New home builds may affect prices

SHAUN LOWTHORPE Plans for thousands of new homes in the region could dampen property prices - if concentrated in larger developments. That was the prediction of a conference held in Norwich yesterday attended by developers, planners and council officials looking at the impact of the East of England plan in the region.

SHAUN LOWTHORPE

Plans for thousands of new homes in the region could dampen property prices - if concentrated in larger developments.

That was the prediction of a conference held in Norwich yesterday attended by developers, planners and council officials looking at the impact of the East of England plan in the region.

Inspectors last month said an extra 27,500 homes should be built in the region - taking the total to 505,500 by 2021 and suggested focussing on key development areas including Norwich and Thetford to deliver many of the new dwellings.

Yolande Barnes, director and head of research at Savills, said: "There is a strong view coming out from places like Docklands that supply does mean lower prices, but if it's delivered piecemeal it will probably have a lower effect.

"The idea is to create denser developments rather than edge of town sprawl - that does have value implications. I think we are going to see much more subdued growth, but that's part of the larger economic forces of low interest and low inflation rates."

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On Monday homeless charity Shelter warned that the plan would do nothing to create more affordable homes.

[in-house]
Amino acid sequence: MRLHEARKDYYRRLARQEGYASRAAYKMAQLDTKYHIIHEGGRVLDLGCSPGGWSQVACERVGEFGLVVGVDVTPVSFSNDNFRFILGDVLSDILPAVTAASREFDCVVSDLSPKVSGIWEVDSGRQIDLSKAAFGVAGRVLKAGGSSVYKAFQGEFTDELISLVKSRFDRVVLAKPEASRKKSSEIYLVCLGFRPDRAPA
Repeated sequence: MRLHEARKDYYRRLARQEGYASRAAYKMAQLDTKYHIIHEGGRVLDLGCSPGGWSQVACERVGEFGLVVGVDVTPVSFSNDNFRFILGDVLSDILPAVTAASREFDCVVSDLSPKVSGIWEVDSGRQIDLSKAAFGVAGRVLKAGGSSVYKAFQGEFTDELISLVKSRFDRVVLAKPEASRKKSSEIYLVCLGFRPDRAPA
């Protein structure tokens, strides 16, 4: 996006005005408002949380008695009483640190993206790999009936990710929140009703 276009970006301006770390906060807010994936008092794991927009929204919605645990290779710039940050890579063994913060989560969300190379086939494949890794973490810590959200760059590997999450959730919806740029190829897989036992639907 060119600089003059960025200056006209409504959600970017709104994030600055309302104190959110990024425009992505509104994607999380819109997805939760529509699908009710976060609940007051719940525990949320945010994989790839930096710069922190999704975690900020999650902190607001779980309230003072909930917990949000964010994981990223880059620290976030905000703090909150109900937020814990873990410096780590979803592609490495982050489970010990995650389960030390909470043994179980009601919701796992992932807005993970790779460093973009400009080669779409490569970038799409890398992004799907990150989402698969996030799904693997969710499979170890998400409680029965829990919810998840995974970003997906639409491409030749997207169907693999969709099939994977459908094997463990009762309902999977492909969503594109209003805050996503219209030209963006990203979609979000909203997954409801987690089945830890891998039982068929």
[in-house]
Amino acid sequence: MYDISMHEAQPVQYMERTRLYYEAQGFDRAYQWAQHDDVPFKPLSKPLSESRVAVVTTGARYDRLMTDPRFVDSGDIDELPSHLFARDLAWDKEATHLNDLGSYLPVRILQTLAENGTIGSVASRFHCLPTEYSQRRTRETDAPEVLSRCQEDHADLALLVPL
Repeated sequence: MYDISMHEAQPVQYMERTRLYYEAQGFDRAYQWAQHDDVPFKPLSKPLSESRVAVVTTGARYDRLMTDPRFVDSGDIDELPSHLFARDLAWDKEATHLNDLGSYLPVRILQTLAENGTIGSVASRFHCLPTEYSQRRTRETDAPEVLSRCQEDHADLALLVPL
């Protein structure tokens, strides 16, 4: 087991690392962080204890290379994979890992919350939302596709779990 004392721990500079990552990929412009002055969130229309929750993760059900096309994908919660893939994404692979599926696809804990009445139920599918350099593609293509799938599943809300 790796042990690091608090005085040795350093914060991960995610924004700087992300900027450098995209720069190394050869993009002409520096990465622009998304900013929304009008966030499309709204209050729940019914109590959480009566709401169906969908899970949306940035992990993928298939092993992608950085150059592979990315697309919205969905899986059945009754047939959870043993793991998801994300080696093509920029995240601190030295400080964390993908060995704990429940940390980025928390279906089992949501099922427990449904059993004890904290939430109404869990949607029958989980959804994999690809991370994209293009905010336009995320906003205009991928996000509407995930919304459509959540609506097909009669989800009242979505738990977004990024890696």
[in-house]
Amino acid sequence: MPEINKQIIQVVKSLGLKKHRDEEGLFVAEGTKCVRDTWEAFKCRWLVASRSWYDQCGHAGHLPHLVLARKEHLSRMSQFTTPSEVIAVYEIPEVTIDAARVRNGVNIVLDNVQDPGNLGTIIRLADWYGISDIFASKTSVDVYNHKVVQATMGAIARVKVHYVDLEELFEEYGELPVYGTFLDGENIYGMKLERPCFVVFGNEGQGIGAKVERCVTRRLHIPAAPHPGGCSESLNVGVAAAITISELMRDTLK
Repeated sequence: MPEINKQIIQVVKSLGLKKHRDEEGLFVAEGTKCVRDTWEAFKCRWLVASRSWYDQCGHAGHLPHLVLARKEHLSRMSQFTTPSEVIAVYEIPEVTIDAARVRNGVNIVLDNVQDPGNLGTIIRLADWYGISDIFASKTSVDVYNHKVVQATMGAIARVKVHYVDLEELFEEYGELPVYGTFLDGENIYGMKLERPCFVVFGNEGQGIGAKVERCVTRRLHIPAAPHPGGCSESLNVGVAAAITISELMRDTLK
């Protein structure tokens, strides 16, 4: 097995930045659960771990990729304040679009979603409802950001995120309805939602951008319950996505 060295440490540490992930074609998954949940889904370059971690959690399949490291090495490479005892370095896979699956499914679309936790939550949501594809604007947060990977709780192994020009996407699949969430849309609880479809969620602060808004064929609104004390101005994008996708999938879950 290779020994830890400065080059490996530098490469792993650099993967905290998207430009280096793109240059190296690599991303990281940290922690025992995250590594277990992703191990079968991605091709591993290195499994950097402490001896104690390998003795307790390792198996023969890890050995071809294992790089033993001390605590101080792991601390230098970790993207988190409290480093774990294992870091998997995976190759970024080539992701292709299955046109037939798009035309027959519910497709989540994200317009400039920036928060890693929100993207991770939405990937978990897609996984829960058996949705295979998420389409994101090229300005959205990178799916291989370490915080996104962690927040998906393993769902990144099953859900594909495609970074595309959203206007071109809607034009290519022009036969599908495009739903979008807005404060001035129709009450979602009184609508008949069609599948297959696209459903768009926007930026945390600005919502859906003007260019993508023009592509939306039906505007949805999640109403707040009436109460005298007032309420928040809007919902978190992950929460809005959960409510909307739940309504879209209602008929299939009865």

And Lee Newlyn, a partner at Barton Willmore, told the conference that there was still not enough houses contained in the plan to create the sort of supply to drive down prices.

And he feared the replacement of deputy prime minister by Ruth Kelly in the renamed Department for Communities and Local Government could see a weakening of the housing agenda.

"We've lost two big hitters in Prescott and David Milliband," he said. "I'm uncertain what Kelly will bring to it. It's a concern in the housing industry that they are not big hitters.

"What surprises me about the report is the lack of rigorous analysis," he added. "I'm disappointed that they've come up with strategic locations for growth, but even plans for 7,000 dwellings in North East Norwich have been withdrawn."

The conference, organised by Norwich-based civil and structural engineering consultant TA Millard at the Great Hospital, heard that the plan removed any onus from the government to provide funding for the transport links and other infrastructure needed to support the new homes.

Terry Millard, group chairman, TA Millard Ltd said there should be better working together between planners, councils and developers to make a case for better infrastructure funding.

"The report is warning us that we are in a weak position in terms of getting a realistic share of the funding from central government," he said. "In the past they have operated on a divide and rule model. If we were to overcome our prejudices and work in a co-ordinated way then we stand a chance of doing something."